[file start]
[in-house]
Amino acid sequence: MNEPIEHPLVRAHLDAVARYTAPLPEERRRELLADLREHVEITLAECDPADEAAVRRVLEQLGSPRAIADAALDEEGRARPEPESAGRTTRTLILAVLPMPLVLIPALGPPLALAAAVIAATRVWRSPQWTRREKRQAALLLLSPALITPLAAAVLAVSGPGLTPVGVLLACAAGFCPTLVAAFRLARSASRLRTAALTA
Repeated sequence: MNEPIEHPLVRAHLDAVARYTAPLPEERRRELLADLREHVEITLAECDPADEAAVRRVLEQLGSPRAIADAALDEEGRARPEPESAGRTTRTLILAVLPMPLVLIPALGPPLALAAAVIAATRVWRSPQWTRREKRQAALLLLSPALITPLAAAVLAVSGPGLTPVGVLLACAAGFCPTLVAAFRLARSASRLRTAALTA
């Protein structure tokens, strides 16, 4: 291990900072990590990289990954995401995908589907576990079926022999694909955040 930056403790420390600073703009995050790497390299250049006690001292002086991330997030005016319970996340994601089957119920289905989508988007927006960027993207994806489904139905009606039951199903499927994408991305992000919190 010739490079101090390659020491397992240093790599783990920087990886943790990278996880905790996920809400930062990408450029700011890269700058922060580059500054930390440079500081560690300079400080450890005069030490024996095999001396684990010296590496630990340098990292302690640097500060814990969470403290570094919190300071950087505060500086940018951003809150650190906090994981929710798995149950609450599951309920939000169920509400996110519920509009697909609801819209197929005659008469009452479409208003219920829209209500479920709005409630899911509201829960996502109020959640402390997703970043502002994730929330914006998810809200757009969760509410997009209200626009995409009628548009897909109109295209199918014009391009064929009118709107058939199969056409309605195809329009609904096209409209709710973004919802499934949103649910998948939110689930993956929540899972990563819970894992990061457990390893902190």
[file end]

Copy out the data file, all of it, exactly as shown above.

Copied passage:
[in-house]
Amino acid sequence: MNEPIEHPLVRAHLDAVARYTAPLPEERRRELLADLREHVEITLAECDPADEAAVRRVLEQLGSPRAIADAALDEEGRARPEPESAGRTTRTLILAVLPMPLVLIPALGPPLALAAAVIAATRVWRSPQWTRREKRQAALLLLSPALITPLAAAVLAVSGPGLTPVGVLLACAAGFCPTLVAAFRLARSASRLRTAALTA
Repeated sequence: MNEPIEHPLVRAHLDAVARYTAPLPEERRRELLADLREHVEITLAECDPADEAAVRRVLEQLGSPRAIADAALDEEGRARPEPESAGRTTRTLILAVLPMPLVLIPALGPPLALAAAVIAATRVWRSPQWTRREKRQAALLLLSPALITPLAAAVLAVSGPGLTPVGVLLACAAGFCPTLVAAFRLARSASRLRTAALTA
């Protein structure tokens, strides 16, 4: 291990900072990590990289990954995401995908589907576990079926022999694909955040 930056403790420390600073703009995050790497390299250049006690001292002086991330997030005016319970996340994601089957119920289905989508988007927006960027993207994806489904139905009606039951199903499927994408991305992000919190 010739490079101090390659020491397992240093790599783990920087990886943790990278996880905790996920809400930062990408450029700011890269700058922060580059500054930390440079500081560690300079400080450890005069030490024996095999001396684990010296590496630990340098990292302690640097500060814990969470403290570094919190300071950087505060500086940018951003809150650190906090994981929710798995149950609450599951309920939000169920509400996110519920509009697909609801819209197929005659008469009452479409208003219920829209209500479920709005409630899911509201829960996502109020959640402390997703970043502002994730929330914006998810809200757009969760509410997009209200626009995409009628548009897909109109295209199918014009391009064929009118709107058939199969056409309605195809329009609904096209409209709710973004919802499934949103649910998948939110689930993956929540899972990563819970894992990061457990390893902190």